I am concerned for her, but I am also seriously concerned about her job. My affair was with a co-worker, I left a good government job with good benefits (it was a mutual decision, it was the right decision, I don't regret it or second-guess it for a second), meaning that we now rely on her job for our health insurance while I am in the process of beginning my own law practice. We have two children, our son had significant health issues during his first year (turned one in February), we cannot afford not to have health insurance, and I am incredibly concerned that she is going to be fired.
Since I have left my job I have mostly been working from home, her job allows her the same freedom to set her own schedule, so I am fully aware of how much time she has spent working versus how much time we have spent together. In many ways it has been wonderful, we have spent a lot of time focusing on each other, a lot of time talking through difficult issues. On the flip side, neither she nor I is devoting the amount of time to our careers that we should be, and now I don't know how to push her to re-committ herself to her job without coming across as insensitive to everything she is going through. Whenever I have mentioned our precarious position, her response is that it is unfair for me to put that pressure on her, that I am the one who did this and put us in this spot. Anyone who has dealt with anything similar, or gone through anything similar, I would appreciate any advice, I don't know what to do, and I now that the only way things can definitely get worse than they are now is by introducing truly devastating financial concerns....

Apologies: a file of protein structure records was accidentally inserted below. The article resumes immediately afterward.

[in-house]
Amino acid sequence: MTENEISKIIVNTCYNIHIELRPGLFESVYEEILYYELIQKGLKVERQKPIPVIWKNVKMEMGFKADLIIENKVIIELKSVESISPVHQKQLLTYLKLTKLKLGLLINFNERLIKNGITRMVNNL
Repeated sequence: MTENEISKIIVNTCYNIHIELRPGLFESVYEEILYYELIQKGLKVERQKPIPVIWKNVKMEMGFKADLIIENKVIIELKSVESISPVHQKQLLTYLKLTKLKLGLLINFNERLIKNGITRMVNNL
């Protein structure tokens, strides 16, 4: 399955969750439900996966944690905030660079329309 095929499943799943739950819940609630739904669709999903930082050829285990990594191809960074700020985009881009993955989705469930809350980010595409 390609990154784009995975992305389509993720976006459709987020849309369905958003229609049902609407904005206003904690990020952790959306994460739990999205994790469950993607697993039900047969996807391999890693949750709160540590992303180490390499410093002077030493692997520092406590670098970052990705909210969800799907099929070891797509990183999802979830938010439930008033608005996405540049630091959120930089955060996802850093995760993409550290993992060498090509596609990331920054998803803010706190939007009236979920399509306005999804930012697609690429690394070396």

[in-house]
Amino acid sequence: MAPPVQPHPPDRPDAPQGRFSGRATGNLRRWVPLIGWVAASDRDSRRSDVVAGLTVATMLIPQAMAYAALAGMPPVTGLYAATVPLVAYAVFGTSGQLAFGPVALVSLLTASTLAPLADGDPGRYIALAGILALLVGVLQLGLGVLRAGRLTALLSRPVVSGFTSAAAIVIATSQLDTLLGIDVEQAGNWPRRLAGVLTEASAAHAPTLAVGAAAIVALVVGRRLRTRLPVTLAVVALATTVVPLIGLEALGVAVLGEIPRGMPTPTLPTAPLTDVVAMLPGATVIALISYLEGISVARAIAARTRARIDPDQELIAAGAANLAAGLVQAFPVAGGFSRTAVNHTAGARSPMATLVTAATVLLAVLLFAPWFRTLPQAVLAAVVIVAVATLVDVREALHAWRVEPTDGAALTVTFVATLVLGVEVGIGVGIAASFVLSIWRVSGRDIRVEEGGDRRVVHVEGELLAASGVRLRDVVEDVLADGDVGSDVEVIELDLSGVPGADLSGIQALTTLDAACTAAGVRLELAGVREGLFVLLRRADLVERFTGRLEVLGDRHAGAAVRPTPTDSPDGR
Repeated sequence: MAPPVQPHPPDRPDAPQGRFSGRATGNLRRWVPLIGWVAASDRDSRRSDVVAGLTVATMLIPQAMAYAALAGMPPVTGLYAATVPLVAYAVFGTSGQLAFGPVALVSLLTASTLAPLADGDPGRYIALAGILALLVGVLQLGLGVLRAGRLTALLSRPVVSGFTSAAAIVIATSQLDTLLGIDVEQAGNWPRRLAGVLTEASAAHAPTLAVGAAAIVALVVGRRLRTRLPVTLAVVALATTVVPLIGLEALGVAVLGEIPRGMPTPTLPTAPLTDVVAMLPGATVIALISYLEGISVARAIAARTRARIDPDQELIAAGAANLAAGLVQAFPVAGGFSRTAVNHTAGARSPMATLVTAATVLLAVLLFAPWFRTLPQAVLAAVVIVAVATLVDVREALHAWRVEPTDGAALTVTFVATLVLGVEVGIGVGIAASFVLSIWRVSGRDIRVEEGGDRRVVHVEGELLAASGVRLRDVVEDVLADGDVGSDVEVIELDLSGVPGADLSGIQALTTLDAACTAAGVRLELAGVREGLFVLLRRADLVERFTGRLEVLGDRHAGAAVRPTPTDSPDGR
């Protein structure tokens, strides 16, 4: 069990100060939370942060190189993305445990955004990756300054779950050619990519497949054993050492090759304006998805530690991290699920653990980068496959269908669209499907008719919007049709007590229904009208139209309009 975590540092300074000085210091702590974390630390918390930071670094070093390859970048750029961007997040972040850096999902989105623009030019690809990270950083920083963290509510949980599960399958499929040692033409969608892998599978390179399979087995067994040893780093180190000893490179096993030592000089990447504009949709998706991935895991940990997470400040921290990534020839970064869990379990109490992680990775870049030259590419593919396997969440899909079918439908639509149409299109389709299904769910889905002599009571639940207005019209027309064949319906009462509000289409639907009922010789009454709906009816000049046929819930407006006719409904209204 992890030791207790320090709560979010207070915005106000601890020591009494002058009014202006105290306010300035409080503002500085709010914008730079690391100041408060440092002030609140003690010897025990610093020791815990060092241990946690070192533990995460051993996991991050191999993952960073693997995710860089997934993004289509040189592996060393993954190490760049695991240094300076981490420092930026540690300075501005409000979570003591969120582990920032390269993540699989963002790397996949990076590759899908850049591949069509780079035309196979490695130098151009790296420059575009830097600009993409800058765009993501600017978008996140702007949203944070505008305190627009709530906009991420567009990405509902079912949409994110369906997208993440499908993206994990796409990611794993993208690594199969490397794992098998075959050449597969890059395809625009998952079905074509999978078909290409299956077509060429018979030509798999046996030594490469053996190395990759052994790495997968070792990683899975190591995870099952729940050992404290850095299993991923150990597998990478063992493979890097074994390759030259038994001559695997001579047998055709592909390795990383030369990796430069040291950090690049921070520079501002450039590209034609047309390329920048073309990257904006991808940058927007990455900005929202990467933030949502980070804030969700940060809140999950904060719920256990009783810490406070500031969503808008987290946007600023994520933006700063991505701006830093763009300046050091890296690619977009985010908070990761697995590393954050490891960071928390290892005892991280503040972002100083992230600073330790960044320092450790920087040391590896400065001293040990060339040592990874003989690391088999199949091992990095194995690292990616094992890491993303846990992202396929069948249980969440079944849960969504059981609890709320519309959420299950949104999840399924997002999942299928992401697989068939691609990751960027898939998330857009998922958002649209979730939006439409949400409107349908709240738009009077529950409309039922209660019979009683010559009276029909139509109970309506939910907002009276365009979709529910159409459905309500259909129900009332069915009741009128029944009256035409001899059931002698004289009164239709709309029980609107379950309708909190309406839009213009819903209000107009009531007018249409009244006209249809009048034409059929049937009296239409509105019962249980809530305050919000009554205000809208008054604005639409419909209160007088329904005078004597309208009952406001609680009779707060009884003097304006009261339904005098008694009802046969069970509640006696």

2 Year Physical & Emotional Affair (Co-Worker)
Depression, PTSD, and other side effects are very common. Sometimes professional hep is needed to deal with it.
Separated transitioning to D
Learning to breathe again - one day at a time
I agree your wife could need help for depression - has she spoken to her doctor about this?
In the meantime, if as you say
"neither she nor I is devoting the amount of time to our careers that we should be"
could you take some of the pressure off her shoulders by looking for a job for yourself with health benefits? Even if it means putting the starting of your own practice on hold temporarily?
[This message edited by sinsof thefather at 9:56 AM, May 9th (Thursday)]
Disclaimer, while we have no children, I do have significant health issues of my own, so I totally get needing that assurance that, if health goes south, that at least there is insurance to help with the costs.
D-Day, June 10, 2012